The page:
Tuesday, May 21, 2013

Stages of Loss and Grief

Grieving is very unfamiliar to me. I also do not know if I am coping right. I read that there are stages or process of grieving .  According to the article written by Julie Axelrod, published in psychcentral.com the five stages are :

1. Denial and Isolation - The first reaction to learning of terminal illness or death of a cherished   loved one is to deny the reality of the situation. It is a normal reaction to rationalize overwhelming emotions. It is a defense mechanism that buffers the immediate shock. We block out the words and hide from the facts. This is a temporary response that carries us through the first wave of pain.

That it is so true and I know I’m done with that, the first moment I heard from my sister that my father passed away early morning of May 5, I was in denial for days, I’m trying to act as normal as I can and imagining that we are all there for a special occasion and not because we lost our Dad.

2. Anger - As the masking effects of denial and isolation begin to wear, reality and its pain re-emerge. We are not ready. The intense emotion is deflected from our vulnerable core, redirected and expressed instead as anger. The anger may be aimed at inanimate objects, complete strangers, friends or family. Anger may be directed at our dying or deceased loved one. Rationally, we know the person is not to be blamed. Emotionally, however, we may resent the person for causing us pain or for leaving us. We feel guilty for being angry, and this makes us more  angry.

I don’t know if I went to this stage or if I am yet to go through this. So far, I haven’t felt anger to anyone and I hope not. Or probably yes, when I learned about my father’s sickness, I was at times mad at Doctors, and at people that seems do not understand what we’re going through that time. But when he died, I do not remember getting angry all throughout the wake.

3. Bargaining - The normal reaction to feelings of helplessness and vulnerability is often a need to regain control–

  • If only we had sought medical attention sooner…
  • If only we got a second opinion from another doctor…
  • If only we had tried to be a better person toward them…

Secretly, we may make a deal with God or our higher power in an attempt to postpone the inevitable. This is a weaker line of defense to protect us from the painful reality.

I had the series of “Ifs” even before my father left us. I guess we all go through that.

4.  Depression - Two types of depression are associated with mourning. The first one is a reaction to practical implications relating to the loss. Sadness and regret predominate this type of depression. We worry about the costs and burial. We worry that, in our grief, we have spent less time with others that depend on us. This phase may be eased by simple clarification and reassurance. We may need a bit of helpful cooperation and a few kind words. The second type of depression is more subtle and, in a sense, perhaps more private. It is our quiet preparation to separate and to bid our loved one farewell. Sometimes all we really need is a hug.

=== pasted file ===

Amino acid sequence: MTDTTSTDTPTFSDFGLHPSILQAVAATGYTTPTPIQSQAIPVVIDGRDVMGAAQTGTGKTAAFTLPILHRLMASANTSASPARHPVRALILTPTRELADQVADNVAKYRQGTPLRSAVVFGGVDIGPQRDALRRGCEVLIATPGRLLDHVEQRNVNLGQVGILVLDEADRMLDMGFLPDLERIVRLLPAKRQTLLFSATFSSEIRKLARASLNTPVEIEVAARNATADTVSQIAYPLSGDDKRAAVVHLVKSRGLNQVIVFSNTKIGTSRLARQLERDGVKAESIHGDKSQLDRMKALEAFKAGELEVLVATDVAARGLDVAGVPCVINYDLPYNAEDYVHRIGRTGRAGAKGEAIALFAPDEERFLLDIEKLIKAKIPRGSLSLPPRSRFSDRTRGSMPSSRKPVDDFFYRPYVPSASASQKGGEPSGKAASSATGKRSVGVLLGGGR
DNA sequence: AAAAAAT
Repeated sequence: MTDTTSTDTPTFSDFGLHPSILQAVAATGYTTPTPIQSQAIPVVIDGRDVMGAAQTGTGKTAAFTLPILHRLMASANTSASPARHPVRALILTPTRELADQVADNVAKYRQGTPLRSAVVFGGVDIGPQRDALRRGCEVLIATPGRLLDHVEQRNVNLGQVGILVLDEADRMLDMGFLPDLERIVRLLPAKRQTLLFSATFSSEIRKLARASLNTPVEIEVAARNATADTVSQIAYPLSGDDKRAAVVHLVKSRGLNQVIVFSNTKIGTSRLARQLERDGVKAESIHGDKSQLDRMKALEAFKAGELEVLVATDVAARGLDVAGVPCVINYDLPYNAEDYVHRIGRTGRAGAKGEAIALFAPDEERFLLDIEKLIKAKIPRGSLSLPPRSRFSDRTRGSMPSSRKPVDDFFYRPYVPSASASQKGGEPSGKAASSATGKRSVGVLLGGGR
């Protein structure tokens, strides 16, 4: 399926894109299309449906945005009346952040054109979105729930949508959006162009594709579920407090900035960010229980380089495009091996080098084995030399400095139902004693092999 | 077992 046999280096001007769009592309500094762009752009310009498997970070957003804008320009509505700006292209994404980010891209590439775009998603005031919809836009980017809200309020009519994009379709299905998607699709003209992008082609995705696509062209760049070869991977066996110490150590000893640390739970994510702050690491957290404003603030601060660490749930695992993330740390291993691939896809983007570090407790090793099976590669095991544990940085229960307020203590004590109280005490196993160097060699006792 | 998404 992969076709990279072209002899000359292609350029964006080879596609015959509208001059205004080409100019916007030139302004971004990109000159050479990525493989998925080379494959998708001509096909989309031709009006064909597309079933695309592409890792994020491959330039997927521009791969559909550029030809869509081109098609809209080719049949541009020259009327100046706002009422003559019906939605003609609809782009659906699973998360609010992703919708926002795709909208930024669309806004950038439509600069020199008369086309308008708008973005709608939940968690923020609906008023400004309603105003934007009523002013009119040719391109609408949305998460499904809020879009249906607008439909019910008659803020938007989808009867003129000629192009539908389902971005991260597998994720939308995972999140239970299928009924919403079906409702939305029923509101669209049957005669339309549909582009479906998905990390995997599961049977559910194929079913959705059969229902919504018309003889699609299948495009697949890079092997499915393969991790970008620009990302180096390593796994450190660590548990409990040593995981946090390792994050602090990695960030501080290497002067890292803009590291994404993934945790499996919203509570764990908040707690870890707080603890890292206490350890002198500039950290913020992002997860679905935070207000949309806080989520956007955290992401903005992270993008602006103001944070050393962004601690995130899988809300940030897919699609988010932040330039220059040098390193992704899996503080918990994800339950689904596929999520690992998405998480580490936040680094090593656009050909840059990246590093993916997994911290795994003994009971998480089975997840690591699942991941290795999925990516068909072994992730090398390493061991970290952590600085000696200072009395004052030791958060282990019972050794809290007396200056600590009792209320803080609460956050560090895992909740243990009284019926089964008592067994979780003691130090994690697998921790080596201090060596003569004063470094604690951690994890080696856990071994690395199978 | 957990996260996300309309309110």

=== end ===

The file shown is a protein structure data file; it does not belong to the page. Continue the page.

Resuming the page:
I must be in this stage now, though not the depressed type of wanting your world to stop but I admit I am having signs of depression probably because of the sadness and the pain of losing someone you love so dearly. Right now, I don’t want to go to work, I want to sleep as long as I can and I don’t want to face people and act normal. But of course, since I cannot afford to live like that – I am now back to work, I already attended a ministry meeting, went to church last Sunday but avoided as much as I could a whole lot of people. I don’t want to talk about stuff and pretend that everything is alright because I am not alright. NOT YET.

5. Acceptance

I know in my heart I’ve already accepted the fact that my father is now with our Creator but it’s the feeling of not seeing him again ever that causes so much pain. The thought that I will never ever hear his voice again, I will never see him smile again and he will not be there anymore during family celebrations –It’s so painful and every time that thought crawl into my mind –I cry.  And it creep into your mind unexpectedly eh.  Even if I am doing things, work and all, sometime I caught myself staring to nowhere and thinking about my father.

But to end this post, I know grieving is just a phase and that whether you like it or not, you’ll get through that phase someday.

I like this quote about grieving I saw from somewhere in the internet

“ It is in the thorough allowing of  the grieving process that true healing occurs”

I am allowing myself to grieve thoroughly so I’m sure healing will come soon.


  1. You will get to the acceptance part when you're ready. As you get older you lose more and more of those you love. It's just the process of life and death. Doesn't make it easier, but it's just the reality of living.

    Have a terrific day my friend. Big healing hugs. ☺

  2. I completely go with Sandee so true as time goes on it will get better but you will never forget him :-)

    Best wishes to you


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